Hence, turning her into a sinner allowed her role as an apostle to be effaced for 2,000 years and thus obstructed recognition of women’s place in the church.

How has the person of Mary Magdalene as an apostle returned to the forefront?

In recent years, many women exegetes have reread the Gospels and started to protest. Their work has allowed us to better understand Jesus’ relations with women, to understand the various aspects of the personality of Mary Magdalene and to rediscover her role as an apostle.

In other words, to re-establish the truth.

However, this is also true of (Jesus’ mother) Mary. We have turned her into an example of obedience and humility that every woman needs to follow. However, she is primarily an example of courage!

She accepted to become pregnant even before she was married despite understanding the danger that she could have been stoned. That took incredible courage.

However, for centuries, no one noticed this.

On June 16, 2017, the Vatican raised the liturgical memorial of St. Mary Magdalene to the rank of liturgical feast and published a new preface for her, characterizing her as “the apostle of the apostles.” What is the significance of this decision?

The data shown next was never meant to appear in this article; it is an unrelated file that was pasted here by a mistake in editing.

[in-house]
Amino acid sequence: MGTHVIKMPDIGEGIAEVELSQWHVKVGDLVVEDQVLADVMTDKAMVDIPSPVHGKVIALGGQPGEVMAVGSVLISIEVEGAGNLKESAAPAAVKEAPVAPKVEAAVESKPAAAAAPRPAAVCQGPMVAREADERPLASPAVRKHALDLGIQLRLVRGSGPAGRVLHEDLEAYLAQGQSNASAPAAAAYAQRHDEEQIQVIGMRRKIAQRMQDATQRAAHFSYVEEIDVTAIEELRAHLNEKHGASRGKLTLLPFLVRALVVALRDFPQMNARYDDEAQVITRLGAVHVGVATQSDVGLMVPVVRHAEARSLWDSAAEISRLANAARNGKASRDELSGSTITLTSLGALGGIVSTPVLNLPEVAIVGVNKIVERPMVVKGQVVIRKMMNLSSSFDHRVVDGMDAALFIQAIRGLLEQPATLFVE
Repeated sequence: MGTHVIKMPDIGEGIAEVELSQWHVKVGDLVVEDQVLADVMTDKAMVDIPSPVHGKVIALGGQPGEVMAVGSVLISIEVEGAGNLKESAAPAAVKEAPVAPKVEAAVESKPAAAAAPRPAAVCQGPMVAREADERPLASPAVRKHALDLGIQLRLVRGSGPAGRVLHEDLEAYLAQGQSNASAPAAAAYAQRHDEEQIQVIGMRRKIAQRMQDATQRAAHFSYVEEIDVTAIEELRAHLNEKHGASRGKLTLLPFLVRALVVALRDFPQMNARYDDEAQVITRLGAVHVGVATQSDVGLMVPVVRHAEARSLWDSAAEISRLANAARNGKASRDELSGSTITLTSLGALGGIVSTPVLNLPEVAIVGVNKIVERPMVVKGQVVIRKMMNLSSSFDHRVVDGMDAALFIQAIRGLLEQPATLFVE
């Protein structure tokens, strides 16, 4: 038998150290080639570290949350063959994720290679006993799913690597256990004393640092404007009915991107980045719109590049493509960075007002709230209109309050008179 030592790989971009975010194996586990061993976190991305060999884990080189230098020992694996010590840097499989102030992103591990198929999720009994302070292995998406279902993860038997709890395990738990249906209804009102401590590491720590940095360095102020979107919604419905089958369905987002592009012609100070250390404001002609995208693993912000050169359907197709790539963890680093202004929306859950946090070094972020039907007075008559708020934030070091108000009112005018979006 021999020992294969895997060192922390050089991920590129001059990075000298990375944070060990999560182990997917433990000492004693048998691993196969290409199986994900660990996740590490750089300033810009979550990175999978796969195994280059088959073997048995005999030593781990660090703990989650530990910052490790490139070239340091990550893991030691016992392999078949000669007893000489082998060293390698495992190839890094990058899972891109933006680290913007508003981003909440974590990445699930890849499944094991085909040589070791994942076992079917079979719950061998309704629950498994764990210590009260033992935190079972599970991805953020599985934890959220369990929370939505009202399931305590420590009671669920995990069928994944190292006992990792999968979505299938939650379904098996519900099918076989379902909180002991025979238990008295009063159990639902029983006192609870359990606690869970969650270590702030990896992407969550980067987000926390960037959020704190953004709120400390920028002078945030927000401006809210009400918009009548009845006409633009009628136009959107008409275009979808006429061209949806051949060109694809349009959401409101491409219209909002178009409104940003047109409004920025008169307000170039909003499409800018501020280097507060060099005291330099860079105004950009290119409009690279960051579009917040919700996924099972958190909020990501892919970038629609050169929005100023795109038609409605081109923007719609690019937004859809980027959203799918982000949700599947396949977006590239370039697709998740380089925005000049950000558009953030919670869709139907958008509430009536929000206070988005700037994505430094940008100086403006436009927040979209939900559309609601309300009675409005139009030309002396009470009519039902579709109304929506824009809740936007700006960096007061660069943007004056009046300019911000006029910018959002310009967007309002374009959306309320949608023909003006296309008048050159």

This is a genuine decision by Pope Francis. The fact that he has given Mary Magdalene the title of “apostle of the apostles” is absolutely fundamental!

In my opinion, placing Mary Magdalene on the same rank as the apostles is even more important than ordaining women priests because it gives women an equality that is even more profound in the field of evangelization.

I think that it is a liturgical and theological decision that is irreversible and provides a basis for achieving every kind of equality.

Leave a Reply

Fill in your details below or click an icon to log in:

WordPress.com Logo

You are commenting using your WordPress.com account. Log Out /  Change )

Google+ photo

You are commenting using your Google+ account. Log Out /  Change )

Twitter picture

You are commenting using your Twitter account. Log Out /  Change )

Facebook photo

You are commenting using your Facebook account. Log Out /  Change )

Connecting to %s